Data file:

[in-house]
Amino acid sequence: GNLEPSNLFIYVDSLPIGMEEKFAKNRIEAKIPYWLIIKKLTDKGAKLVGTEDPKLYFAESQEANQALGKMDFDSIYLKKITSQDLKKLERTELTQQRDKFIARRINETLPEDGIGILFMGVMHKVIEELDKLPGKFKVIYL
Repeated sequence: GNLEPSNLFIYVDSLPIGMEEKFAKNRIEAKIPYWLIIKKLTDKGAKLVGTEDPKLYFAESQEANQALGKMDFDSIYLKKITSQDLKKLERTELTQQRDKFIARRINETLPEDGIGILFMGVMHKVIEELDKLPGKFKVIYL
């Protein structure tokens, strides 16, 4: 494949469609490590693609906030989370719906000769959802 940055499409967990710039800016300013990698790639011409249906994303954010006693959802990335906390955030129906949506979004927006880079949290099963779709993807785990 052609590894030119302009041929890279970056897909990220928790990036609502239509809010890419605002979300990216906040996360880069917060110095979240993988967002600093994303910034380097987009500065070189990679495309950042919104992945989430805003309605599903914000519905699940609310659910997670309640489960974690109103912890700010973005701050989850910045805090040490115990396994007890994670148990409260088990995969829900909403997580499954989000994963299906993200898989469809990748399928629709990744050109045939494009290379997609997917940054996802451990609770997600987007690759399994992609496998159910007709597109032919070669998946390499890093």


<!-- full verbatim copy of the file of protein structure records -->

[in-house]
Amino acid sequence: GNLEPSNLFIYVDSLPIGMEEKFAKNRIEAKIPYWLIIKKLTDKGAKLVGTEDPKLYFAESQEANQALGKMDFDSIYLKKITSQDLKKLERTELTQQRDKFIARRINETLPEDGIGILFMGVMHKVIEELDKLPGKFKVIYL
Repeated sequence: GNLEPSNLFIYVDSLPIGMEEKFAKNRIEAKIPYWLIIKKLTDKGAKLVGTEDPKLYFAESQEANQALGKMDFDSIYLKKITSQDLKKLERTELTQQRDKFIARRINETLPEDGIGILFMGVMHKVIEELDKLPGKFKVIYL
């Protein structure tokens, strides 16, 4: 494949469609490590693609906030989370719906000769959802 940055499409967990710039800016300013990698790639011409249906994303954010006693959802990335906390955030129906949506979004927006880079949290099963779709993807785990 052609590894030119302009041929890279970056897909990220928790990036609502239509809010890419605002979300990216906040996360880069917060110095979240993988967002600093994303910034380097987009500065070189990679495309950042919104992945989430805003309605599903914000519905699940609310659910997670309640489960974690109103912890700010973005701050989850910045805090040490115990396994007890994670148990409260088990995969829900909403997580499954989000994963299906993200898989469809990748399928629709990744050109045939494009290379997609997917940054996802451990609770997600987007690759399994992609496998159910007709597109032919070669998946390499890093």